Former BMC commissioner Ajoy Mehta buys Nariman Point flat for Rs 5.3 crore – ET RealEstate

BY: Varun Singh

MUMBAI: Former municipal commissioner Ajoy Mehta, who was also the chief secretary of the state, has recently bought a flat in Nariman Point for Rs 5.3 crore. Mehta is currently the chief advisor to Chief Minister Uddhav Thackeray.

The flat that Mehta bought is located on the 5th floor of Samata Co-operative Housing Society, on General Jagannath Bhosale Marg near Mantralaya. The carpet area of the flat is 1,076 square feet. The deal was finalised in October. Along with the apartment, Mehta has got two car parking spots in the building.

Mehta confirmed the deal to Mirror and added that he had bought it at market rate and that the documents are in the public domain. The market price of the flat is Rs 5.33 crore.

Mehta paid Rs 2.76 crore via RTGS, Rs 2.5 crore has been paid by him via a post-dated cheque of October 4, 2021. Rs 3.97 lakh (Rs 3,97,500) has been deducted as tax at source.

According to documents available, the stamp duty of Rs 10.68 lakh has been paid by the seller, Anamitra Properties Pvt Ltd, based in Pune. Anamitra Properties bought this flat in 2009, for Rs 4 crore from Ashish Manohar, son of late Justice Sharad Manohar. Ashish was the only legal heir of Justice Manohar, who died on October 4, 2000. The wife of Justice Sharad Manohar and his daughter had died earlier.

The Mumbai collector, on August 28, 2020, had granted the seller permission to transfer the flat by paying a transfer fee of Rs 16.80 lakh. This amount was also paid by the seller of the property. The seller, Anamitra Properties, did not respond to a detailed email sent to them regarding the deal.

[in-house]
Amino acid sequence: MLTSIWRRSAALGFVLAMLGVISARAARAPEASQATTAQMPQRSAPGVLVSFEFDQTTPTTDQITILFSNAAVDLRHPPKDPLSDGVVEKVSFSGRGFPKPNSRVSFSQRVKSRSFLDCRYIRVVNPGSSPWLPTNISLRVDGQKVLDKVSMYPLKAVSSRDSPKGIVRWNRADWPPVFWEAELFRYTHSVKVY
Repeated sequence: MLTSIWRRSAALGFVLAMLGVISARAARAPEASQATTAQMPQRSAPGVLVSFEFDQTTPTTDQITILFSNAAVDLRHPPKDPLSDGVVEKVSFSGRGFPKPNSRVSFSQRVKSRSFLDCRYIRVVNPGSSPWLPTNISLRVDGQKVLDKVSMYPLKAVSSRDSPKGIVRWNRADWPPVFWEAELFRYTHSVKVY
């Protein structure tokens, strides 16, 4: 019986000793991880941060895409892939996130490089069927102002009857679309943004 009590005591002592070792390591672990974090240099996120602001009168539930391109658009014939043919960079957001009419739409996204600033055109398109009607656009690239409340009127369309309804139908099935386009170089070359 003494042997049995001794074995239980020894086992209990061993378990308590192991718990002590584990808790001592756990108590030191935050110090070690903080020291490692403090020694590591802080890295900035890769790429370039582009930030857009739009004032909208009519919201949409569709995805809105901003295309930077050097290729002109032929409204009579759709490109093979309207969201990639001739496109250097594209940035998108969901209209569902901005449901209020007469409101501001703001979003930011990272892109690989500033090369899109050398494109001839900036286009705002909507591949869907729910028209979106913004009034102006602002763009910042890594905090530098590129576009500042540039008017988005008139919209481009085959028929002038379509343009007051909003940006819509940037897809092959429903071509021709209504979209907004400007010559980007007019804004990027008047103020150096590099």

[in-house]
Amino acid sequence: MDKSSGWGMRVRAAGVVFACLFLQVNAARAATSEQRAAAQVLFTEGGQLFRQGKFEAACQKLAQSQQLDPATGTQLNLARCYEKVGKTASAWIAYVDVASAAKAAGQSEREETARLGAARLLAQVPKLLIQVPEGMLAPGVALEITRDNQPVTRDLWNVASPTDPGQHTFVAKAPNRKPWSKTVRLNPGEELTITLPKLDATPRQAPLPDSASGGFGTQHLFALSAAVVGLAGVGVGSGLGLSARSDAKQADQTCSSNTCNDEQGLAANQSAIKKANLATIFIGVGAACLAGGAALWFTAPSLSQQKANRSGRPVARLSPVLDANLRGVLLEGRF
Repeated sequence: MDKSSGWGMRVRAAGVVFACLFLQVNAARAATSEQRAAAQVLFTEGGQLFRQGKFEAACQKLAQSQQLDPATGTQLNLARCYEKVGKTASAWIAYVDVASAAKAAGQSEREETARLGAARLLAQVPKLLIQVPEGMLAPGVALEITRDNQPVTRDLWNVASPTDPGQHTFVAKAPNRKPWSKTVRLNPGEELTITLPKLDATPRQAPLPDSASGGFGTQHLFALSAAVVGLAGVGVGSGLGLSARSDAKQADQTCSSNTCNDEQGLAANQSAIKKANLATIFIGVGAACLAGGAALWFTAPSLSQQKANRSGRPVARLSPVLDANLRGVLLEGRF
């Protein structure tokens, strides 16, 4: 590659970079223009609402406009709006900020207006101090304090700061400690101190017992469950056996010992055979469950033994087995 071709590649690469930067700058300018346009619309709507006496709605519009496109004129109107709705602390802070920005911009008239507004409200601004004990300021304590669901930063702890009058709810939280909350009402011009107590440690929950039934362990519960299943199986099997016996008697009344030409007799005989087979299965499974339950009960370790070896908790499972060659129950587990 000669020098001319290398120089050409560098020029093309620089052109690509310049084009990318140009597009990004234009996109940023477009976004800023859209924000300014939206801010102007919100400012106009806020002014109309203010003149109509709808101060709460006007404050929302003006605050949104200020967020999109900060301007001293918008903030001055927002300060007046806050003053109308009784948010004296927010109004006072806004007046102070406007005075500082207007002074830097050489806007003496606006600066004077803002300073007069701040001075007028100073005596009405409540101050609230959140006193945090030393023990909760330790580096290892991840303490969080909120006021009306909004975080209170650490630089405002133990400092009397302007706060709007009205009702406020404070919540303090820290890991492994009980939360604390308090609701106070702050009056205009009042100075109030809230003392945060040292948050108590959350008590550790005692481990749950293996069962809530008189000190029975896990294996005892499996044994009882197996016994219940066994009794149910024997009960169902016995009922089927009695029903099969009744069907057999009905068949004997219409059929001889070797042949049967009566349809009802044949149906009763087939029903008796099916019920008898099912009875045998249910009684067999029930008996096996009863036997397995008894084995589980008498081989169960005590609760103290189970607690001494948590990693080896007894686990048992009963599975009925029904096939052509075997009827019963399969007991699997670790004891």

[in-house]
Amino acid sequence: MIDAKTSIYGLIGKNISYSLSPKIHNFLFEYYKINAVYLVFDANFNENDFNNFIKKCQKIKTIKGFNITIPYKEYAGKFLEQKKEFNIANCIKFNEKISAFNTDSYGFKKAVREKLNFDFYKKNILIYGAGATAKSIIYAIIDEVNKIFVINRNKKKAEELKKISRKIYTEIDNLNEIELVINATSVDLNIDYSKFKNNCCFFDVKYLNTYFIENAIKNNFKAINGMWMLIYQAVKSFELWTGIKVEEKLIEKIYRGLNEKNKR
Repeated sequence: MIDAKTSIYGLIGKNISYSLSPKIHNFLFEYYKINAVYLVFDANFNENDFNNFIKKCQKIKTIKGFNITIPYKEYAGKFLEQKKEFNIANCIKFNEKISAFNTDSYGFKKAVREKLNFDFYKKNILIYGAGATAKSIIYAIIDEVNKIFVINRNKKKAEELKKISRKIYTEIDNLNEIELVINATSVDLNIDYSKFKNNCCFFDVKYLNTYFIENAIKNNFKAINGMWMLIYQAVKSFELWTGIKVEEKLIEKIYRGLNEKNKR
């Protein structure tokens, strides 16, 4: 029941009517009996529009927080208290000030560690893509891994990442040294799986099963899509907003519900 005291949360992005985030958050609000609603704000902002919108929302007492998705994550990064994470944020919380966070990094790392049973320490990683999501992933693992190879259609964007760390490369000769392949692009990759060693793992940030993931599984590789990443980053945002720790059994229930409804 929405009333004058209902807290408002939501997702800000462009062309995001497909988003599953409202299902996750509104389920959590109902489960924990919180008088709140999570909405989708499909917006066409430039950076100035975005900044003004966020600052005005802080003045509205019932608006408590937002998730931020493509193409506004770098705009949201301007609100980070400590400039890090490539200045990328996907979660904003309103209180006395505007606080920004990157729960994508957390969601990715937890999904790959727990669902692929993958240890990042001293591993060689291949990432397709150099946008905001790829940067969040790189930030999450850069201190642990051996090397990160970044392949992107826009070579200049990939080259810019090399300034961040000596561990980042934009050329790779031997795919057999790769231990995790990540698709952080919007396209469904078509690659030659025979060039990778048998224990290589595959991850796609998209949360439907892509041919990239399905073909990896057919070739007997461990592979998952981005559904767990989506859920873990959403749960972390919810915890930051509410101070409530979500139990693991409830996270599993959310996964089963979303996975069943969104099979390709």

About Mehta Mehta, a 1984 batch IAS officer, took over as the state chief secretary in May 2019. Before that, he had served as BMC commissioner for four years. He was to retire on September 30, 2019, but in view of the 2019 assembly polls, he was given an extension of six months, which was ending on March 31. He then got another extension, this time for three months, due to the Covid-19 pandemic. He retired on June 30. He was then appointed as principal advisor of Chief Minister Uddhav Thackeray.



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Mumbai: Housing society chairman who failed to audit his old building acquitted – ET RealEstate

MUMBAI: A magistrate court recently acquitted the chairman of a Ghatkopar (W) housing society two years after he was booked for failing to get a structural audit done on the old and reportedly dilapidated building despite a BMC notice.

The court held that without making the legal entity, the housing society, an accused, only the office-bearer could not be held responsible in his personal capacity.